I'm dismayed by this thread. The rediscovery and rehabilitation of
Handel's magnificent music theatre is the single most exciting event
in the last thirty years, as far as the stuffy old operatic museum is
concerned. Musically as well as dramatically, Handel's operas have
proved themselves to be right up there with the very greatest - Mozart,
Verdi, Janacek, et. al. - in their ability to move and satisfy us
musically, as well as revealing to us multitudinous aspects of the human
condition. If there's a more masterly operatic tragedy than "Tamerlano",
to take one not quite at random, I haven't heard it.
To "blame" stage directors for what's been (along with the Janacek
explosion) a vital injection of life into a dying beast, is a very
curious piece of false rationalisation. Let me tell you that as a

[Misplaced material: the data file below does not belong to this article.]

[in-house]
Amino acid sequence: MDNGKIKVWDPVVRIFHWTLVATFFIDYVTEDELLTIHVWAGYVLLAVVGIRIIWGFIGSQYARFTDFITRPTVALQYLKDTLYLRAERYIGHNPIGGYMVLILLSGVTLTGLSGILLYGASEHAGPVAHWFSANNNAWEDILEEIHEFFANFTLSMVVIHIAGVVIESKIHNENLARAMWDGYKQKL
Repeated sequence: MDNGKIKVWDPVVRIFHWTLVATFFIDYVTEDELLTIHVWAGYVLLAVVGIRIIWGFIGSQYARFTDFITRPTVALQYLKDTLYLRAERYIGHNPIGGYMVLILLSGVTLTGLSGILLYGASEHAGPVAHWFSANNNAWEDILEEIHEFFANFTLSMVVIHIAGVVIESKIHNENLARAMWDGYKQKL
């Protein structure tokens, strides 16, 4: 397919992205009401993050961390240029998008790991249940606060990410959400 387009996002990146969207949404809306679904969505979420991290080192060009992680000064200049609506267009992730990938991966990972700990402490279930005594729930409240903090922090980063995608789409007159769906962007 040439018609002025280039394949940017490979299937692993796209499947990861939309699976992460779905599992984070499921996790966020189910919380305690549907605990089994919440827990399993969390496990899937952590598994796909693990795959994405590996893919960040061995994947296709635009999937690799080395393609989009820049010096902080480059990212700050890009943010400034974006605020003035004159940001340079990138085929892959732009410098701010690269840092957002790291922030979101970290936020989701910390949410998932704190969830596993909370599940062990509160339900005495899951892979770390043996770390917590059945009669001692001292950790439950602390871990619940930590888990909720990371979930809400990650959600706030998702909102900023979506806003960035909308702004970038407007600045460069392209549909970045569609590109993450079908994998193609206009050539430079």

general rule stage directors in opera do not choose what they're going
to do: they are chosen, often when the planning process is some way
advanced and the musical decisions have been made. They don't even
get to do much of the casting.
Intelligent opera-goers, like the professional musicians and designers,
have not taken to Handel simply because they've been told to. They warm
to such fabulous theatre music, for sure, but they also know that there's
a vacuum to fill as the 19th century warhorses cease to charm and drop
away year by year from the repertoire. Meyerbeer and Gounod are not
coming back any time soon. And as there is as yet so little late-20th
or 21st century music theatre making it into the museum, Handel fills
the gap for something that's novel, fresh and of high quality, untouched
by the dead hand of convention.
Let me also tell you that stage directors do not much like having to
deal with Handel. Unless you've got the 6 or so finest actor-singers on
the planet at your disposal his operas are theatrically very long, very
taxing and all too easy to spoil. Stage directors know about this only
too well, often from bitter experience.
I believe we should rejoice in the marvellous richness of the Handel
revival, not complain about it. Sometimes it helps to open our ears and
minds a bit wider.
Christopher Webber, Blackheath, London, UK
"ZARZUELA!" The Spanish Music Site
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